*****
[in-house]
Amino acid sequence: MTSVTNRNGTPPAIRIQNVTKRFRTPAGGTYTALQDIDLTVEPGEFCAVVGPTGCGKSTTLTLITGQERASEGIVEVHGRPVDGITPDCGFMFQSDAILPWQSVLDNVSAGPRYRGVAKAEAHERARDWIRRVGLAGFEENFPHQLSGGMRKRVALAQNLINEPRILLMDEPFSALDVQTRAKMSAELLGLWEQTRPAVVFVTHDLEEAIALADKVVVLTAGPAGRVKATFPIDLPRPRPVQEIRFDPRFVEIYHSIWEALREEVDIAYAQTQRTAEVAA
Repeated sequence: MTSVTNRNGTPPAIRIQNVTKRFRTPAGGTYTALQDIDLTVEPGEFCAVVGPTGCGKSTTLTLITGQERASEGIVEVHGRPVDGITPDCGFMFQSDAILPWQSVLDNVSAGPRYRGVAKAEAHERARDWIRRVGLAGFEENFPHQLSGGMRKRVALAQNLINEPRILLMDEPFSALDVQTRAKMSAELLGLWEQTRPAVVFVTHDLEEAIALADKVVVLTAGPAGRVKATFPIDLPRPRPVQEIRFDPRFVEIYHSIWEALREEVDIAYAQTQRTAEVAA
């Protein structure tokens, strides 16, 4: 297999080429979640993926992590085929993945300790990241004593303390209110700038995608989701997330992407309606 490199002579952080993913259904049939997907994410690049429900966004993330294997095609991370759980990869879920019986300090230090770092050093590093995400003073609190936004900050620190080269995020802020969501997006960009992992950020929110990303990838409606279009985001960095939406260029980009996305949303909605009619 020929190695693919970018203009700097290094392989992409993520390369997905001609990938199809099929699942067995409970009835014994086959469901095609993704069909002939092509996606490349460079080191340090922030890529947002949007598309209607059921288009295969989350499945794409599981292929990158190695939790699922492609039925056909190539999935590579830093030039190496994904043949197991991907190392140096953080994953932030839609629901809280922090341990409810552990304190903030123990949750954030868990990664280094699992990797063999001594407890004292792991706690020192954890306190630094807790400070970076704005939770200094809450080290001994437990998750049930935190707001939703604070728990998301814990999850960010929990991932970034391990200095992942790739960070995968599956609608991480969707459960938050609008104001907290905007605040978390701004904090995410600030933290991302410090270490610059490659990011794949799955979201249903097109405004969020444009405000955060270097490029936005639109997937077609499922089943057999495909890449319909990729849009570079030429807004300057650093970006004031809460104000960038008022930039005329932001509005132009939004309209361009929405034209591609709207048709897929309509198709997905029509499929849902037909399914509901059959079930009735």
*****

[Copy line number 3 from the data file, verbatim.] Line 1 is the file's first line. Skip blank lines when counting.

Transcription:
Repeated sequence: MTSVTNRNGTPPAIRIQNVTKRFRTPAGGTYTALQDIDLTVEPGEFCAVVGPTGCGKSTTLTLITGQERASEGIVEVHGRPVDGITPDCGFMFQSDAILPWQSVLDNVSAGPRYRGVAKAEAHERARDWIRRVGLAGFEENFPHQLSGGMRKRVALAQNLINEPRILLMDEPFSALDVQTRAKMSAELLGLWEQTRPAVVFVTHDLEEAIALADKVVVLTAGPAGRVKATFPIDLPRPRPVQEIRFDPRFVEIYHSIWEALREEVDIAYAQTQRTAEVAA